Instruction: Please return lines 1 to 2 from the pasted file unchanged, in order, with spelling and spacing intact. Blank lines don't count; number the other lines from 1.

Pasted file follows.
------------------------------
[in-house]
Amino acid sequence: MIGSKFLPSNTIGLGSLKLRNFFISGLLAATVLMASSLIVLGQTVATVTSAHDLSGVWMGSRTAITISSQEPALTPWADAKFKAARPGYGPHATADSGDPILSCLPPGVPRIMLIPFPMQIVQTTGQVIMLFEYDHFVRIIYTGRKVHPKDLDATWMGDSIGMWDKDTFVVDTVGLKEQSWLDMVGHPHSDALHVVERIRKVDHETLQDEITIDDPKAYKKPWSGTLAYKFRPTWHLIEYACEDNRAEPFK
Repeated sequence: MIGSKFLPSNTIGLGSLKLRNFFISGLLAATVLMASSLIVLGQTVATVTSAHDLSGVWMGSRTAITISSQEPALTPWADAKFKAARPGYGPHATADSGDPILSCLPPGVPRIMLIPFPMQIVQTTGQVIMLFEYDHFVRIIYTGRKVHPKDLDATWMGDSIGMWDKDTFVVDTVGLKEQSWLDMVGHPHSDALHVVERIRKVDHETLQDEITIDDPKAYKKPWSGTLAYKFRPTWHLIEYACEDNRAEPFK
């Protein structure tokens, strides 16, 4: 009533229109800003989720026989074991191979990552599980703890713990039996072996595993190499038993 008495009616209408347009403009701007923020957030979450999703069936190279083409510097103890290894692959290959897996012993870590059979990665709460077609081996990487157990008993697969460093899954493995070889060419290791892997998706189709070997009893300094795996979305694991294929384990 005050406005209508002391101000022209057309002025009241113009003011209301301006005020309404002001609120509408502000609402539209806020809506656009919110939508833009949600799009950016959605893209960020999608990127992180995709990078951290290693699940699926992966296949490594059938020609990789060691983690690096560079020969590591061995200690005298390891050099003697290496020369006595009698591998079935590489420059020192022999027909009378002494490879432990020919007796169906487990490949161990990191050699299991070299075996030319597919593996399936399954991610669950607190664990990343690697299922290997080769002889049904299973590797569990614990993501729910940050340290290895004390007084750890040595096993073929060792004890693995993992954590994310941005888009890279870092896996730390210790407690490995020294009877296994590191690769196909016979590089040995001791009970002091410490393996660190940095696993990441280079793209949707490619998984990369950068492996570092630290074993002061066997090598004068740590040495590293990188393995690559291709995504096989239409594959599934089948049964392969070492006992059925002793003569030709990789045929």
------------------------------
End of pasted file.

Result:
[in-house]
Amino acid sequence: MIGSKFLPSNTIGLGSLKLRNFFISGLLAATVLMASSLIVLGQTVATVTSAHDLSGVWMGSRTAITISSQEPALTPWADAKFKAARPGYGPHATADSGDPILSCLPPGVPRIMLIPFPMQIVQTTGQVIMLFEYDHFVRIIYTGRKVHPKDLDATWMGDSIGMWDKDTFVVDTVGLKEQSWLDMVGHPHSDALHVVERIRKVDHETLQDEITIDDPKAYKKPWSGTLAYKFRPTWHLIEYACEDNRAEPFK